Australia is infatuated with the Kelly Gang legend as a symbol of a defiant national psyche.
“I was burning angry… Then the dust storm came. The outside was dusty-grey yellow. It was hard to breathe… It was rather quiet and beautiful. The whole air was sepia and nostalgic.” Japanese-born performance and installation artist Hiromi Tango re-lives the day she created Insanity magnet (2006–2013) – see it in the Art Museum during October, or read more about the work.
In 2014 Michael Eliadis generously donated a group of artworks to UQ through the Australian Government’s Cultural Gifts Program – it included Linda Marrinon’s ‘How I hate sexism’ (1982). Read more about this work or see it in the Art Museum during July – you’ll find it on the upper level.
About the artist “There is a compelling narrative element in Lisa Adams’s paintings that connects to her personal journey as an artist and the resolve and commitment she brings to her work. I think we can all identify with her and the challenges she sets herself – the desire to pursue and attain our goals.” …
With a career spanning forty years, Bill Henson is one of Australia’s leading contemporary artists and best-known photographers. Born in Melbourne in 1955, he had his first solo exhibition at the National Gallery of Victoria in 1975 when he was only 19. Since then, he has held over 80 solo exhibitions within Australia and overseas.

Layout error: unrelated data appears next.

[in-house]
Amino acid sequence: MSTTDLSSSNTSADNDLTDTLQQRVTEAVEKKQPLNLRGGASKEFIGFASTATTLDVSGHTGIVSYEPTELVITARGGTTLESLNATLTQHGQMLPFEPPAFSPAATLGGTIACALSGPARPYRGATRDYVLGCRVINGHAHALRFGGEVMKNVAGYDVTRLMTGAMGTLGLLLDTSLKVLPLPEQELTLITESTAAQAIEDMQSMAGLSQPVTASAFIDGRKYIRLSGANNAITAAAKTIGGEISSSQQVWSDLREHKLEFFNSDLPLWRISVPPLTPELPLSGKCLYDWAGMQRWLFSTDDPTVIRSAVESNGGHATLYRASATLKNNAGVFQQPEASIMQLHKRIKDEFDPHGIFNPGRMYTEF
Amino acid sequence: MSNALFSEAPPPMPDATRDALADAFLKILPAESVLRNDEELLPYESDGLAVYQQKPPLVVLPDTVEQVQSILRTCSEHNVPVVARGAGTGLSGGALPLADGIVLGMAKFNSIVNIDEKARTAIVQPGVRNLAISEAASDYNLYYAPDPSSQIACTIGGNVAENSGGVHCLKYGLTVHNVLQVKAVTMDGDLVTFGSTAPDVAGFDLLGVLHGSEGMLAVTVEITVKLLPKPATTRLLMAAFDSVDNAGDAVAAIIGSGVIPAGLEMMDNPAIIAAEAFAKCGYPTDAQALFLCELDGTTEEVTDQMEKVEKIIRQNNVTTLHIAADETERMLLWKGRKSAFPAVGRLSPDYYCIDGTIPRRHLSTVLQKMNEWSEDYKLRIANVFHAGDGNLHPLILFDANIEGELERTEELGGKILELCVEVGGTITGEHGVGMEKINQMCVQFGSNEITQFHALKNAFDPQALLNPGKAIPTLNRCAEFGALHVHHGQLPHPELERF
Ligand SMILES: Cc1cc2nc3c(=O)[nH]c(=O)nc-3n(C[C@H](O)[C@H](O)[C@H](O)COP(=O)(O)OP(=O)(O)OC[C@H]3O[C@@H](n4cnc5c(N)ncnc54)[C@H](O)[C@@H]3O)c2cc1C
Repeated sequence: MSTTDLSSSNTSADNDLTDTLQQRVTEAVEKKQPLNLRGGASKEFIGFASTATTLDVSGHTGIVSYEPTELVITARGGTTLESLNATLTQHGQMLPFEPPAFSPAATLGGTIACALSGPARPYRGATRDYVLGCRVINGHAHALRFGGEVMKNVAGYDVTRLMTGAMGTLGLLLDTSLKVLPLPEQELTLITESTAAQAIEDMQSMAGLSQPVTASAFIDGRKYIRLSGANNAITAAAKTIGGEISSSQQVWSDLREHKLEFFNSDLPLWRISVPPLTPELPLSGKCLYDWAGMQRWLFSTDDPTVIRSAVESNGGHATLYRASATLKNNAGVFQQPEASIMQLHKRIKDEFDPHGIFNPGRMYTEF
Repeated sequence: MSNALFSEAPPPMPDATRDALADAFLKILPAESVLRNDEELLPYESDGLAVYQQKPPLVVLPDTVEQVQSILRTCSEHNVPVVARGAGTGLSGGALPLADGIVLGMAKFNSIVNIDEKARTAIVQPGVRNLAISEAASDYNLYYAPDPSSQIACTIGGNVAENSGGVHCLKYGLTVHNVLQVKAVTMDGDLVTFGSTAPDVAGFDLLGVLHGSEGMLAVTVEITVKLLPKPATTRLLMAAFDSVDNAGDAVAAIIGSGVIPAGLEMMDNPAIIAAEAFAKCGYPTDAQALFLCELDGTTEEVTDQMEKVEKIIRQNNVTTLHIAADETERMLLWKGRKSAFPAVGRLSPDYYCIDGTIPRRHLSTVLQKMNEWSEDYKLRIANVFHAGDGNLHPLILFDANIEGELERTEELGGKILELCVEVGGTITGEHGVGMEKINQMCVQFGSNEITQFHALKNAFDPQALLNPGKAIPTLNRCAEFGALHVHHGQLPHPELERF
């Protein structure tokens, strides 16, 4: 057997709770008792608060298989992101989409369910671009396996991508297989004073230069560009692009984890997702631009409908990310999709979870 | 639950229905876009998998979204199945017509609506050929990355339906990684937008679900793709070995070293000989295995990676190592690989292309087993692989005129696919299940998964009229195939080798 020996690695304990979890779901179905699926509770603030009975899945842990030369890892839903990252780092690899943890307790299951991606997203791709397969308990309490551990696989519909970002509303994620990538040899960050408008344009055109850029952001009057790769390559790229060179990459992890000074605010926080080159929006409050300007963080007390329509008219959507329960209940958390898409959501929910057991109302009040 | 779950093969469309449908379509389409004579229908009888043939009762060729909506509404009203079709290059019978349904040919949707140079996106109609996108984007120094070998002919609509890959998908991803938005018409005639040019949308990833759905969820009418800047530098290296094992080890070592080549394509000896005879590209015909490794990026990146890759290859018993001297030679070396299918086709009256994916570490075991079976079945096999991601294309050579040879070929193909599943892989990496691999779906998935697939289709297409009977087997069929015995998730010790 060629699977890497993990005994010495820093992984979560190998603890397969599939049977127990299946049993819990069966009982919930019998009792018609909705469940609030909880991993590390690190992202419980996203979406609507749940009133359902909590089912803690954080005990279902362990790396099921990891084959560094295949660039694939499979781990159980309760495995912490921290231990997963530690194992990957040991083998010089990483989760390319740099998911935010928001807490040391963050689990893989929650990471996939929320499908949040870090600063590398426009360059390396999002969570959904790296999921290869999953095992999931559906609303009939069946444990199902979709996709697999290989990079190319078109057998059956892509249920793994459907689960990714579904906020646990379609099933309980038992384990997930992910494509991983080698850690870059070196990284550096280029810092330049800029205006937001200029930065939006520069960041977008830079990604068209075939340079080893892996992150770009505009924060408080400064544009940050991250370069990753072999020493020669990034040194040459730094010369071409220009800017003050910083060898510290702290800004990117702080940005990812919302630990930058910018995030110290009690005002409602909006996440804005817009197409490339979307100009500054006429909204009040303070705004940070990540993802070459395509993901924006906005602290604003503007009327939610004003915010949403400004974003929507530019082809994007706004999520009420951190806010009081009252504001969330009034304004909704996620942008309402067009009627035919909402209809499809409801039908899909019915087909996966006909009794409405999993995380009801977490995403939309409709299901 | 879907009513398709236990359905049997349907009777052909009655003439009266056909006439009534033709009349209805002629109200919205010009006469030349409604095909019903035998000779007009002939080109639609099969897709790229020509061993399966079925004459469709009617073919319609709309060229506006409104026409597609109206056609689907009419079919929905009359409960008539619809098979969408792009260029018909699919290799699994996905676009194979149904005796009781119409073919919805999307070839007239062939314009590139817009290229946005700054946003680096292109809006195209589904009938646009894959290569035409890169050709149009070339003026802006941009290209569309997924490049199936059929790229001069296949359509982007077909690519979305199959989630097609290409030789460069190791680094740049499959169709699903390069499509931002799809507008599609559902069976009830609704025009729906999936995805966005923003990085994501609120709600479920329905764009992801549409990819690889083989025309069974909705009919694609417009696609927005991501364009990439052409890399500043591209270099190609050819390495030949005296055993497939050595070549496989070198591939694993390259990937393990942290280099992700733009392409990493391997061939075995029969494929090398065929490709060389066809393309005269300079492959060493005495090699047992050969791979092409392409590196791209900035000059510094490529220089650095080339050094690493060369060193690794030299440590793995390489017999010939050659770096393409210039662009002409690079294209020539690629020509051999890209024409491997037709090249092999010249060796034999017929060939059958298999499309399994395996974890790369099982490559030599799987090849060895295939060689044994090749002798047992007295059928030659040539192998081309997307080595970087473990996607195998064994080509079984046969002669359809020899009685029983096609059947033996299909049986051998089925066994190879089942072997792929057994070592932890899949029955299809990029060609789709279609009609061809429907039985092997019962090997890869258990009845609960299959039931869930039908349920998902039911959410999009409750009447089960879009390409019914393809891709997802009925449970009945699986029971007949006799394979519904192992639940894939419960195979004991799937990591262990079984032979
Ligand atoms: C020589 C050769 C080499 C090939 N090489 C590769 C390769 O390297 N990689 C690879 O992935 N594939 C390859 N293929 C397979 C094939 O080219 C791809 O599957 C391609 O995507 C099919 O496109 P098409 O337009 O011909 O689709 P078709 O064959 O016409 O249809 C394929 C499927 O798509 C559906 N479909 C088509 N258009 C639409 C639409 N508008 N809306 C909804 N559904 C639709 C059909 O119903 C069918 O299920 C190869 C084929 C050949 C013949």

Peter Hennessey has always been drawn to structures that are inherently aesthetic. Indeed, he chooses his objects not only for their symbolic value, but also because they are visually and physically engaging.
In 2014, The University of Queensland Art Collection was enriched by a generous gift of six works from Australian contemporary artist Lindy Lee through the Australian Government’s Cultural Gifts Program. The gift featured the large, flung-bronze work The Life of Form: One Billion Worlds (2012), which was recently included in Lindy Lee’s major survey show at UQ Art Musuem.